Managing Stormwater Through Improved Zoning Codes. Our Goal for Today. Increase Awareness: Local flooding can be reduced, and you can help Introduce New Concepts: Zoning code changes that include Best Management Practices can help reduce runoff Give You a Head Start:
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Local flooding can be reduced, and you can help
Introduce New Concepts:
Zoning code changes that include Best Management Practices can help reduce runoff
Give You a Head Start:
Assist communities to comply with NPDES Phase II Permit. Provide specific examples of how to retrofit your local zoning code
15 WORST FLOODS IN CINCINNATI
Spring Grove Cemetery -1937
TAFT ASKS PRESIDENT BUSH FOR DISASTER DECLARATION FOR MID-JULY FLOODING IN BROWN, BUTLER, CLERMONT AND HAMILTON COUNTIESCOLUMBUS (August 16, 2001) – Gov. Bob Taft today asked the president to declare four southwest Ohio counties disaster areas because of an estimated $7.7 million in damages and costs to local and state government agencies due to flooding in mid-July.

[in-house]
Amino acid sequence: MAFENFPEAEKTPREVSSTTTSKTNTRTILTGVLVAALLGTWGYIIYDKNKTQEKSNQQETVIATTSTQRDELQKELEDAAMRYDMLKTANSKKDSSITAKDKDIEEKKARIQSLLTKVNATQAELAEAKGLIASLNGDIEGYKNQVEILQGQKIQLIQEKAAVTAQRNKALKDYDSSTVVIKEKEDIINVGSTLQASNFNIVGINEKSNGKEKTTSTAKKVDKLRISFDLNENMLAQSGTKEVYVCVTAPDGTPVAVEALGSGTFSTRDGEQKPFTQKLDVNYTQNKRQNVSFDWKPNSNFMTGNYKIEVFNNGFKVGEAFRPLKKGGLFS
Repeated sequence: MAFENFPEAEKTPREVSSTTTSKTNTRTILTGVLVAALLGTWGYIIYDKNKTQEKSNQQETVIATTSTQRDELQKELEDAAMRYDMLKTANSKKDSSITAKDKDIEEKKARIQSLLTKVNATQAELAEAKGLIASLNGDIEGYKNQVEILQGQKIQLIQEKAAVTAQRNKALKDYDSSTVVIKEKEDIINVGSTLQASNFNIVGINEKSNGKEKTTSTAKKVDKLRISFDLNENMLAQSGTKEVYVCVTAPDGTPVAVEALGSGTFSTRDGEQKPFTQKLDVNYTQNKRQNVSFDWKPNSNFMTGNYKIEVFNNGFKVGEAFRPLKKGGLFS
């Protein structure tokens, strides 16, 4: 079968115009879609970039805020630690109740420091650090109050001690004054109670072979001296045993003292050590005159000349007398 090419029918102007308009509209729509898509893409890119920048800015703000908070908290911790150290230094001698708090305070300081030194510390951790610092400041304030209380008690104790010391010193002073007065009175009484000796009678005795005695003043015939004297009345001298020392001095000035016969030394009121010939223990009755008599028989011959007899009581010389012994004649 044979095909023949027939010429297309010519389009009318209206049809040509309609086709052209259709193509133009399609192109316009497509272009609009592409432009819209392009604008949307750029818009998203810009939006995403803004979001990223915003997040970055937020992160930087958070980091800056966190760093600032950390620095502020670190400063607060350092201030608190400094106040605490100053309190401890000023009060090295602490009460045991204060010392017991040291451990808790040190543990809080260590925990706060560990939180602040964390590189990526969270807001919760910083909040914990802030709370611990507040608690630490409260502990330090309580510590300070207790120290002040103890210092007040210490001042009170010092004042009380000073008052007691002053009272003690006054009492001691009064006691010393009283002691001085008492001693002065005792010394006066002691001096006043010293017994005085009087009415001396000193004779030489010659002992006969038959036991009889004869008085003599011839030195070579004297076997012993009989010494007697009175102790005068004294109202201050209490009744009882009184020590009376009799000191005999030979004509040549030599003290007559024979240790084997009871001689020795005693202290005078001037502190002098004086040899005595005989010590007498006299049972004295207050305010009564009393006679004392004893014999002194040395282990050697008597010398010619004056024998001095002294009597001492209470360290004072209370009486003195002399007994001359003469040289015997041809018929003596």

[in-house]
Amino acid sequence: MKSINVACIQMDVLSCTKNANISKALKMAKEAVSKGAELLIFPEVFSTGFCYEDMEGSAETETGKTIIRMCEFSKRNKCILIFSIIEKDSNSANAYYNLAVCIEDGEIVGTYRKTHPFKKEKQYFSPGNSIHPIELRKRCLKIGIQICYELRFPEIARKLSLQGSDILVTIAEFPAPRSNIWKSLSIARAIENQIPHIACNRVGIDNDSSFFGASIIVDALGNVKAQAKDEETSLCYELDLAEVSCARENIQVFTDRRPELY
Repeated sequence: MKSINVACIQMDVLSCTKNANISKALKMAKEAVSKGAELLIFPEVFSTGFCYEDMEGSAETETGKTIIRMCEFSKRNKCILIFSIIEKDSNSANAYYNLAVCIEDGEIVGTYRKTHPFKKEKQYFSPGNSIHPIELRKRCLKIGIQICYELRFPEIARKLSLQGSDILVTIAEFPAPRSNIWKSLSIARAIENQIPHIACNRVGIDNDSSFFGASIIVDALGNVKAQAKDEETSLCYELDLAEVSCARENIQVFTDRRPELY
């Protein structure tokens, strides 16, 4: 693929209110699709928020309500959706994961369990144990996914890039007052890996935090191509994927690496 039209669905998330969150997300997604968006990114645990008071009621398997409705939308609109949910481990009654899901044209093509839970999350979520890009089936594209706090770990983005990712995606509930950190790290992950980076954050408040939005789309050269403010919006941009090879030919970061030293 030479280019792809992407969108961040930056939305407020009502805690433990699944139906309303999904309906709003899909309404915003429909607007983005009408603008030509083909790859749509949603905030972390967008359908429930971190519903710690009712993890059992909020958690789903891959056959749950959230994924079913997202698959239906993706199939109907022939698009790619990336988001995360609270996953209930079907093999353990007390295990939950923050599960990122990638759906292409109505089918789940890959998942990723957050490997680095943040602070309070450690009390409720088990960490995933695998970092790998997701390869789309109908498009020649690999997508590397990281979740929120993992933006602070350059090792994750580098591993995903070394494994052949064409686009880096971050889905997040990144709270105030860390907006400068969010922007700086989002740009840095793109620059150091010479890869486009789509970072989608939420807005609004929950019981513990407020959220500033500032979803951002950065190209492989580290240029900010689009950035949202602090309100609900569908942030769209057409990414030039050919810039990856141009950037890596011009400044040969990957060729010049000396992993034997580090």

“I have determined this incident, in concert with previous 12 month state disaster expenditures, now exceeds $12 million and is of such severity and magnitude that it exceeds the capabilities of the voluntary agencies, local and state government to recover,” wrote Taft in his letter to the president.
If granted, local governments in Brown, Butler, Clermont and Hamilton counties as well as the state departments of Natural Resources and Transportation, would be eligible for partial federal reimbursement for their costs and expenditures during their response to and recovery from the mid-July floods.